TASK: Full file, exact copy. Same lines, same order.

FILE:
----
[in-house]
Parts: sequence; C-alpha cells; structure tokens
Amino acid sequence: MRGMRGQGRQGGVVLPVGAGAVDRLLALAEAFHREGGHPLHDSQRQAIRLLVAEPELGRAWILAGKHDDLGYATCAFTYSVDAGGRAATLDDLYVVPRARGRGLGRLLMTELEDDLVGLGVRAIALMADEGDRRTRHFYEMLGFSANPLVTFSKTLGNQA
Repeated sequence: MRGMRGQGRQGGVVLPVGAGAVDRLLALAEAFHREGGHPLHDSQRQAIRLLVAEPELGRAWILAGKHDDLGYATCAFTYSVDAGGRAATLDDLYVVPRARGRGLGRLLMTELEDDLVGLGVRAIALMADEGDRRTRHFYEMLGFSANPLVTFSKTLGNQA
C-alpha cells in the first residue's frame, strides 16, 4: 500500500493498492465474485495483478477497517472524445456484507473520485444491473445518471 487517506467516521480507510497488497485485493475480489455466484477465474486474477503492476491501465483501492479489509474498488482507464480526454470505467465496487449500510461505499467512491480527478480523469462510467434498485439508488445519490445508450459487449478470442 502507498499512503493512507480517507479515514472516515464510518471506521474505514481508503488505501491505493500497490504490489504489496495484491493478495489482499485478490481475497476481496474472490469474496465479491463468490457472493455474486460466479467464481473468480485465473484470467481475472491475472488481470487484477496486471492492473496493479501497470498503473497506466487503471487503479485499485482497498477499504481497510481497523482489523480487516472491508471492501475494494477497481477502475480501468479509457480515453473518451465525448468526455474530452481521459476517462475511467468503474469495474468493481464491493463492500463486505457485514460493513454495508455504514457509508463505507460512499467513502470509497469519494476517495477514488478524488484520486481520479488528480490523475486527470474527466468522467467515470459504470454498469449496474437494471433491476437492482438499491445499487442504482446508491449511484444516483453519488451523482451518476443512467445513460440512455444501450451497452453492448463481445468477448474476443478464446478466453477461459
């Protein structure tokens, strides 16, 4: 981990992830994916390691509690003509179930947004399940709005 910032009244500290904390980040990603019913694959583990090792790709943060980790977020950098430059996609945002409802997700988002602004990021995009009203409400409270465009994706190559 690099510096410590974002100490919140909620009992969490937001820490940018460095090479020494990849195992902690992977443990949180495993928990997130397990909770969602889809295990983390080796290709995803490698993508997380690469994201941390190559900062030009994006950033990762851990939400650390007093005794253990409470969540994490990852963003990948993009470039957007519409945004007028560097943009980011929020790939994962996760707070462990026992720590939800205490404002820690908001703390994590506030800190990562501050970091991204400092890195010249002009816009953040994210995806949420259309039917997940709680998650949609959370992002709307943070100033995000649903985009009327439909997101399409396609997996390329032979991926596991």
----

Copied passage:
[in-house]
Parts: sequence; C-alpha cells; structure tokens
Amino acid sequence: MRGMRGQGRQGGVVLPVGAGAVDRLLALAEAFHREGGHPLHDSQRQAIRLLVAEPELGRAWILAGKHDDLGYATCAFTYSVDAGGRAATLDDLYVVPRARGRGLGRLLMTELEDDLVGLGVRAIALMADEGDRRTRHFYEMLGFSANPLVTFSKTLGNQA
Repeated sequence: MRGMRGQGRQGGVVLPVGAGAVDRLLALAEAFHREGGHPLHDSQRQAIRLLVAEPELGRAWILAGKHDDLGYATCAFTYSVDAGGRAATLDDLYVVPRARGRGLGRLLMTELEDDLVGLGVRAIALMADEGDRRTRHFYEMLGFSANPLVTFSKTLGNQA
C-alpha cells in the first residue's frame, strides 16, 4: 500500500493498492465474485495483478477497517472524445456484507473520485444491473445518471 487517506467516521480507510497488497485485493475480489455466484477465474486474477503492476491501465483501492479489509474498488482507464480526454470505467465496487449500510461505499467512491480527478480523469462510467434498485439508488445519490445508450459487449478470442 502507498499512503493512507480517507479515514472516515464510518471506521474505514481508503488505501491505493500497490504490489504489496495484491493478495489482499485478490481475497476481496474472490469474496465479491463468490457472493455474486460466479467464481473468480485465473484470467481475472491475472488481470487484477496486471492492473496493479501497470498503473497506466487503471487503479485499485482497498477499504481497510481497523482489523480487516472491508471492501475494494477497481477502475480501468479509457480515453473518451465525448468526455474530452481521459476517462475511467468503474469495474468493481464491493463492500463486505457485514460493513454495508455504514457509508463505507460512499467513502470509497469519494476517495477514488478524488484520486481520479488528480490523475486527470474527466468522467467515470459504470454498469449496474437494471433491476437492482438499491445499487442504482446508491449511484444516483453519488451523482451518476443512467445513460440512455444501450451497452453492448463481445468477448474476443478464446478466453477461459
């Protein structure tokens, strides 16, 4: 981990992830994916390691509690003509179930947004399940709005 910032009244500290904390980040990603019913694959583990090792790709943060980790977020950098430059996609945002409802997700988002602004990021995009009203409400409270465009994706190559 690099510096410590974002100490919140909620009992969490937001820490940018460095090479020494990849195992902690992977443990949180495993928990997130397990909770969602889809295990983390080796290709995803490698993508997380690469994201941390190559900062030009994006950033990762851990939400650390007093005794253990409470969540994490990852963003990948993009470039957007519409945004007028560097943009980011929020790939994962996760707070462990026992720590939800205490404002820690908001703390994590506030800190990562501050970091991204400092890195010249002009816009953040994210995806949420259309039917997940709680998650949609959370992002709307943070100033995000649903985009009327439909997101399409396609997996390329032979991926596991």